Asset management is the practice of increasing total wealth over time by acquiring, maintaining, and trading investments that have the potential to grow in value.
Asset management has a double-barreled goal: increasing value while mitigating risk. That is, the client's tolerance for risk is the first question to be posed. A retiree living on the income from a portfolio, or a pension fund administrator overseeing retirement funds, is (or should be) risk-averse. A young person, or any adventurous person, might want to dabble in high-risk investments.


A registered investment advisor (RIA) is a firm that advises clients on securities trades or even manages their portfolios. RIAs are closely regulated and are required to register with the SEC if they manage more than $100 million in assets.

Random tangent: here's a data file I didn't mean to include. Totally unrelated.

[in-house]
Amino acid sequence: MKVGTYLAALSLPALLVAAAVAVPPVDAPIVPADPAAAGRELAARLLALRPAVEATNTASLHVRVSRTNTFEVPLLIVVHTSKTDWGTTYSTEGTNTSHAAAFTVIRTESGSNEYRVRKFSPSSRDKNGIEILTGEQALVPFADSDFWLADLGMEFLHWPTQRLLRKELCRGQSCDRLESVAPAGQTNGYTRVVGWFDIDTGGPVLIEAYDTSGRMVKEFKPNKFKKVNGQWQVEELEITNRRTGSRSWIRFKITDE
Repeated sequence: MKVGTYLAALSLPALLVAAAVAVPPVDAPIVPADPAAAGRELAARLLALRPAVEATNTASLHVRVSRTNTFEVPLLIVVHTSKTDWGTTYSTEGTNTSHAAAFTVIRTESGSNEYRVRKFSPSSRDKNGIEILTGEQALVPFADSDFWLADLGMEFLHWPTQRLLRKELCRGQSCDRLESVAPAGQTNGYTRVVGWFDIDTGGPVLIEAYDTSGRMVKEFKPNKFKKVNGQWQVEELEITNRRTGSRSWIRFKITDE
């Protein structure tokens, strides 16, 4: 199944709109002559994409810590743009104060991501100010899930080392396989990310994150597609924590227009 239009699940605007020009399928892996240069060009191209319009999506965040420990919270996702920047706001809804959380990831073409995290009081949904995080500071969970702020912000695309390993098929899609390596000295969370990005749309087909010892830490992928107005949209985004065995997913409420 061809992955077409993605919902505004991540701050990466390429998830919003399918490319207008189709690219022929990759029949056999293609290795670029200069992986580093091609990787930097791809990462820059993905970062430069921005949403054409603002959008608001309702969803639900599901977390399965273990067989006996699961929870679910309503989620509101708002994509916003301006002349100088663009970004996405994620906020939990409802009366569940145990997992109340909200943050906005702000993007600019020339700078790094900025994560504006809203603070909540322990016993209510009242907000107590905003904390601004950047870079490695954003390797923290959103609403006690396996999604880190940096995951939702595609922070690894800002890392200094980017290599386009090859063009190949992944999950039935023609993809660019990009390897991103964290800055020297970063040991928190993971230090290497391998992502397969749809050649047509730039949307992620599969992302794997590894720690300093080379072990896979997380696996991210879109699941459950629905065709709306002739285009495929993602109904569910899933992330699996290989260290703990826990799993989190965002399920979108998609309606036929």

A broker is an individual or firm that acts as an intermediary for their clients, buying stocks and securities and providing custody over customer assets. Brokers generally do not have a fiduciary duty to their clients, so it is always important to thoroughly research before buying.

A financial advisor is a professional who can recommend investments to their clients, or buy and sell securities on their behalf. Financial advisors may or may not have a fiduciary duty to their clients, so it is always important to ask first. Many financial advisors specialize in a specific area, such as tax law or estate planning..

The most affordable type of investment manager isn't a person at all. A robo-advisor is a computer algorithm that automatically monitors and rebalances an investor's portfolio according, selling and buying investments according to programmed goals and risk tolerances.